We mark time in very personal way in a small town.
In a bigger city, there are so many anonymous moving parts, it’s not possible to have the same kind of connections. Here, we mark time in eras, by the inevitable changing of the guard. So, when Dorene Rueb went to sleep last Monday and didn’t wake up again, it was a touchstone moment in Ashley, N.D.
Fifty years. That’s how long Dorene was an institution at Ashley Super Valu. Although she was in retirement, sometimes I’d still see her helping out in the bakery, and things just always seemed a little more right in the world.
She was short and round, like all the best German women are, with a cherubic face that exuded kindness. Her husband, Adolf, was a classmate of my father’s. They’re both gone now.
Dylan and I talked about Adolf yesterday. “I don’t think he ever knew my name,” he laughed, “He just called me ‘Little Tony.’”
Dylan worked there for a while, like a good many students have over the years. The students fill out a core roster that has been surprisingly consistent. There have been losses, sure, but familiar faces are the norm.
Among the regulars are Wally Heupel and DeuWayne Arnold. Some months ago, I was in the dairy section watching as DeuWayne arranged paper products above the coolers, storage always at a premium in the store. Wally was on the other side, watching with some disgust as, in the process, DeuWayne pushed an inch too much and sent a row of bathroom tissue tumbling down at Wally’s feet.
My first instinct was to instigate a brawl.
“Hey, Wally, did you see what DeuWayne did?”
“Yeah, I saw,” Wally grumbled as he gazed at the carnage.
“Hey, what’s the big idea, DeuWayne,” I said, “throwing bathroom tissue at Wally?”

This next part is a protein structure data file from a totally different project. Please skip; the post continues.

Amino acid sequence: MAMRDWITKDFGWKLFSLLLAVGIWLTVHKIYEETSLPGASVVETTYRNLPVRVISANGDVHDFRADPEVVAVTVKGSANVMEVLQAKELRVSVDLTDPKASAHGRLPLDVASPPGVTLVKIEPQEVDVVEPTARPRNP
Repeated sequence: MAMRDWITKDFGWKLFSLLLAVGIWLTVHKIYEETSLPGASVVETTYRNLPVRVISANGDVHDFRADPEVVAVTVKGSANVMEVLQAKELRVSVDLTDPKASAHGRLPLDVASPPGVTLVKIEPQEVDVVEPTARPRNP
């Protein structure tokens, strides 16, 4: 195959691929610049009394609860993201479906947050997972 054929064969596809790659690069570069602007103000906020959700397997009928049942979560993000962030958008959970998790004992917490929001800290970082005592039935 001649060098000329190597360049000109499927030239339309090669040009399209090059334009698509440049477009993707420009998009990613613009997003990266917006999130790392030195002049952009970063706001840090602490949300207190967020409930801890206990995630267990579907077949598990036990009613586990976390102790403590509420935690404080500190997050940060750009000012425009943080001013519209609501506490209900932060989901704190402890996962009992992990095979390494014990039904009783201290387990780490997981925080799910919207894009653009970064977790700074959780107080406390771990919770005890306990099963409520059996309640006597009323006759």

No answer. He just pushed his glasses back onto his nose and squinted up at the stack. I walked away with one parting comment. “Violence is never the answer, DeuWayne.”
I crack myself up. Blessed are the peacemakers.
My office has been across the street for 19 years, so the store has been my pantry for a very long time.
Sometimes, I pick up a bag of pastries for the office. They always ask how many are in the white bag. You’re on the honor system.
Honor is overrated. I’ll throw four in there and when they ask, I always say, “one.” I’m trying to live a life of crime, but they never let me get away with it.
When I came to visit my grandfather before I moved back, he would always pull a ring of that famous sausage in the red casing out of his refrigerator and unwrap the white paper. He’d cut up pieces for us that were way too small in my opinion.
“Where did you get this sausage?” I remembered asking him once. “Rueb!” was the answer.
The baloney recipe remains, but the construction of the fry sausage has gotten more adventuresome, with the introduction of things like sauerkraut, which makes perfect sense. And jalapenos, which do not, in the sense of ethnic cross- pollination. But it sure is good. I used some in my Thanksgiving dressing. It was a big hit.
I love coming in on Tuesday mornings when baloney is steaming on the meat counter. Is there a better breakfast? I don’t think so. My family members often put in an order when we are about to gather for some event. “Hey, Sausage Boy…” the email begins.
Adolf and Dorene’s son, Kirk, is keeping the tradition alive as one of the sausage-makers. Kirk and Byron were adopted. I sometimes think about what it must have been like for them to contemplate their good fortune. To emerge from uncertainty, into a world filled with so much love and joy.
A friend of mine once said that, after he lost his mother—his father had passed first—“I felt like an orphan.” The natural order of things leaves us all orphans, doesn’t it?
I saw Dorene just a few days before she slipped away. We exchanged pleasantries in the first aisle of the store. I’m sure I was smiling, because I always did when I saw her. She was that kind of person.
I’ll hold that last image of Dorene in my mind. I miss her already.
© Tony Bender, 2017
Tony Bender is the former Editor of the Adams County Record and current President of Redhead Publishing in Ashley, ND. He has been a featured columnist around the state and earned multiple awards for his writing.